In the first of our series exploring the sights and delights of Georgia, Georgian Life, we begin our journey in the country’s largest city and its capital Tbilisi.
The stunning view from the hill above the city shows a patchwork of ancient and modern urban spaces, reflecting Tbilisi’s history from its foundation in the 5th century to the latest architectural achievements.
“This is one of the longest and steepest funiculars on Earth. Visitors to Tbilisi can take a ride to enjoy the breathtaking view from the top of the hill,” funicular operator Emzar Badalashvili tells us.
Tbilisi’s old town with its narrow streets and eclectic buildings has been renovated recently, giving it new life, with many little shops and cosy cafes.
“Georgia is trying to preserve its ancient history. Sometimes a plain stone at a corner can tell you more than a book of many pages,” says Rezo Gabriadze, a Georgian artist we meet in the capital.
Emerging from the long Soviet era and the severe difficulties the 1990s, today’s Georgia has reinvented itself as an open, friendly country, welcoming guests from all around the world.
One such visitor who stay is Rebecca O’Brian, who owns a pub in the city: “Tbilisi is a great city. It’s very safe, it’s very inexpensive by European standards. It’s very possible to stay here for up to 50 dollars a night.”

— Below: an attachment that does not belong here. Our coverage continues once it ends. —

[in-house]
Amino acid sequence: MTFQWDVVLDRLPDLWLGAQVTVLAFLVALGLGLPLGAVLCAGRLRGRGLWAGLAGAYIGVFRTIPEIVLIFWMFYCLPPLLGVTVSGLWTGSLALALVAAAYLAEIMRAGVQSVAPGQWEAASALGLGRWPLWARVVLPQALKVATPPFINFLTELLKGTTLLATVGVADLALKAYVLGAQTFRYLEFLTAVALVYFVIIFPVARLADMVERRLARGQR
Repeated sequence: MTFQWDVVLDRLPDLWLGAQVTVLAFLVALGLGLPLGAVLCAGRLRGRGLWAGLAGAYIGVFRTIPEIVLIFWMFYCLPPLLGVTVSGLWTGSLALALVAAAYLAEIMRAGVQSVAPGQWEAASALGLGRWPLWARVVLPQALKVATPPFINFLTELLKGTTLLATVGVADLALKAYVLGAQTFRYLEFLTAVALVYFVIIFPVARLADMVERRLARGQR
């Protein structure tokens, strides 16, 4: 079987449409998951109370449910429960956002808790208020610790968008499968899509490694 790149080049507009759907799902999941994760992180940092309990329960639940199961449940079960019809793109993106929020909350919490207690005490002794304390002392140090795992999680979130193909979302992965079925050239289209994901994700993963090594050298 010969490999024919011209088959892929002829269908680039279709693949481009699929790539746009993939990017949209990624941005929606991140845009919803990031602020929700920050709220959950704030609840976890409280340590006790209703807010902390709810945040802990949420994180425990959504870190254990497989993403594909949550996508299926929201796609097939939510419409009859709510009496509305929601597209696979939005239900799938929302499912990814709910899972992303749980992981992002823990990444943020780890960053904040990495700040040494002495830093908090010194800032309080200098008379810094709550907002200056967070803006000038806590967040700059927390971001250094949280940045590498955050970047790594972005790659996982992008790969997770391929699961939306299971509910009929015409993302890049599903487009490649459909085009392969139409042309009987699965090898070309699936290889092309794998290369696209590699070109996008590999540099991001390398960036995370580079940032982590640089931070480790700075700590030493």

Rebecca’s sentiments are echoed by French tourist Claude Forestier: “The people are very welcoming. We eat very well here. There’s a great atmosphere. Everything’s easy – it’s a very open country. And also, perhaps, very European. It’s a great discovery.”
In this bright kaleidoscope of modern and traditional architecture, famous landmarks still teem with life.
The brick-domed Sulphur Baths have been open to public for centuries, as attendant Elcin Allahverdov explains: “This hot water comes from the natural sulphuric spring welling up 50 meters from this room. That’s where the city was founded: ‘tpili’ means ‘warm’ in the Old Georgian language, so the name Tbilisi derives from this warm spring.’
Religious architecture and art remain at the core of Georgia’s ancient heritage. It was one of the first nations in this region to adopt Christianity.
“This is the oldest surviving church in Tbilisi, a 6th century basilica built soon after the city was founded,” says Fr Akaki as he shows us around the the Basilica of Saint Mary, of which his the dean. “Its bells were ringing even under the foreign invasions. The Soviet times were a dark page, when this building was turned into a tyre repair shop and supplies shed, but it has preserved its spirit and now serves as a church again.”
Just outside Tbilisi, ancient castles, monasteries and cathedrals crown the magnificent Caucasian landscapes, bringing scores of tourists and pilgrims to the holy sites.
“This ancient heritage does give a special spirit to Tbilisi, and it’s not just Christian – you can find a church, a mosque, a synagogue and even a Zoroastrian temple here, rising close to each other,” says artist Guga Kotetishvili. “This diversity of cultures is a beautiful example of a land where Europe meets Asia.”